“Everything’s gotten more expensive. We need the extra income because grocery bills have doubled and I basically have my own little army.”
A survey in June revealed that 58% of Americans are living paycheck-to-paycheck thanks to inflation.
Parents know back-to-school costs are high. Man, I loved shopping for anything back-to-school! New clothes, new uniforms, new shoes, new supplies, etc. Not to mention more food for lunches. Money for field trips, extra-curricular activities, tuition, etc.
The National Retail Federation believes shoppers will spend around $37 billion this season.
That is the same number as last year.
However, inflation is at 9.1%, which is a 40-year high. Are households going to spend $864? No. One poll found only 7% want to spend more than $500, down from 25% last year.
Many middle-income shoppers such as Sam Waldorf, a 33-year-old mother of four in Fort Campbell, Tennessee, have lived comfortably throughout the pandemic. But her husband’s Army salary of about $80,000 doesn’t go as far now. Waldorf said she plans to get a part-time job in retail to help cover the higher costs of sending her kids to school this year.
“Everything’s gotten more expensive,” she said. “We need the extra income because grocery bills have doubled and I basically have my own little army.”
Even with a rotation of hand-me-downs and new shoes gifted by family members for the school year, Waldorf’s budget is stretched thin. She plans to spend $200 total, down sharply from the $800 she recalls spending last year.
Some companies and retailers try to help parents:
Back-to-school promotions are rolling out sooner than in years past, with more in bundles like “buy one get one 50% off,” which encourages shoppers to buy multiple items, said Nikki Baird, vice president of strategy at retail-technology company Aptos.
Walmart priced 100 school supplies at under $1, including a 24-pack of Crayola crayons, child-safe scissors and spiral notebooks. Target raised its student discount for loyalty program members to 20% from 15% last year. The Container Store is offering a 15% discount to parents and students who sign up for its loyalty program and 25% off orders over $200 for existing members. Dozens of school backpacks, including Adidas and Jansport, are currently 25% off at Kohl’s, which is also discounting Levi’s clothes by up to 40%.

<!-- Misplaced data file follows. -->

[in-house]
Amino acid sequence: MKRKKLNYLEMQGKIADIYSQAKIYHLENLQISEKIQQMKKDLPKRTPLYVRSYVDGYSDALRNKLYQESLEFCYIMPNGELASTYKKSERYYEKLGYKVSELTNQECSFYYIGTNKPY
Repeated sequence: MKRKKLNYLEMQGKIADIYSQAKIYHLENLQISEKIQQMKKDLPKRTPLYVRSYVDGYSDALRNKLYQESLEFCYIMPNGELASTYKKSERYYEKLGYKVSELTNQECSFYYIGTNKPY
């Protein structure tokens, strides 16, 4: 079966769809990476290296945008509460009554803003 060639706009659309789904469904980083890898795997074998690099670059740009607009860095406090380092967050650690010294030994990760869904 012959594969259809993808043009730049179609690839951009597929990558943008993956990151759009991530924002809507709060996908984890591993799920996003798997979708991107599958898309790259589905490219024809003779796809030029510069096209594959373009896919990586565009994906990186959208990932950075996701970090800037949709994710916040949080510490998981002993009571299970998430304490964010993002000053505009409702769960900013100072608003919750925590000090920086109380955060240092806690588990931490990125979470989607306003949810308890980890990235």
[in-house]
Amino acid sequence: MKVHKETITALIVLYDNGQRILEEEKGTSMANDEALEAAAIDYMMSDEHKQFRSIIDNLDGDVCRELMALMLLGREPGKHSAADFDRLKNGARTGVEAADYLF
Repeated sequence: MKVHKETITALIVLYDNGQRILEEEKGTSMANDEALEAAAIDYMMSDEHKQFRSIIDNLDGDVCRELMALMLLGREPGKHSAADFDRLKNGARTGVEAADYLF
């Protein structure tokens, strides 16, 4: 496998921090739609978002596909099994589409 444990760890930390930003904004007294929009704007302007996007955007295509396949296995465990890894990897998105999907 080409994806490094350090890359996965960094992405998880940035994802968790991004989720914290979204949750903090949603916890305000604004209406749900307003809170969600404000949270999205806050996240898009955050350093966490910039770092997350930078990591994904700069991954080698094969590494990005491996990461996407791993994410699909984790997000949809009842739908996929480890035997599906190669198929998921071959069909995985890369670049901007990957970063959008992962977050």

Central Texas parents are going to back-to-school drives.
Other parents plan on reusing supplies from previous years:
“We are also looking into upcycling, so any of our supplies from last year like the plastic folders if they can be used again we are going to use them again,” she [mother Sue Sobon] said, “We are going to use bookbags again there is no reason why they have to be replaced just because it’s a new school year they all are completely functional and good to go.”
Sobon is even taking advantage of her oldest son’s supplies, who no longer need them after graduating college.
“He left a whole bunch of school supplies for us that we are going re-use,” She said, “And feel like if they have a purpose we’re just going to use them.”
Parents put their children first. This requires cuts in other categories to ensure their children have everything they need and most want for school.
The Los Angeles Times reported that credit-card companies noticed that more people had dropped name brands or more expensive to save money.
In Joe Biden’s America, back-to-school will cost parents "a pretty penny" this year.
Everything from lunch meat to sports equipment to clothes will be "A LOT more expensive." pic.twitter.com/kINWgUj62Z
— RNC Research (@RNCResearch) July 26, 2022
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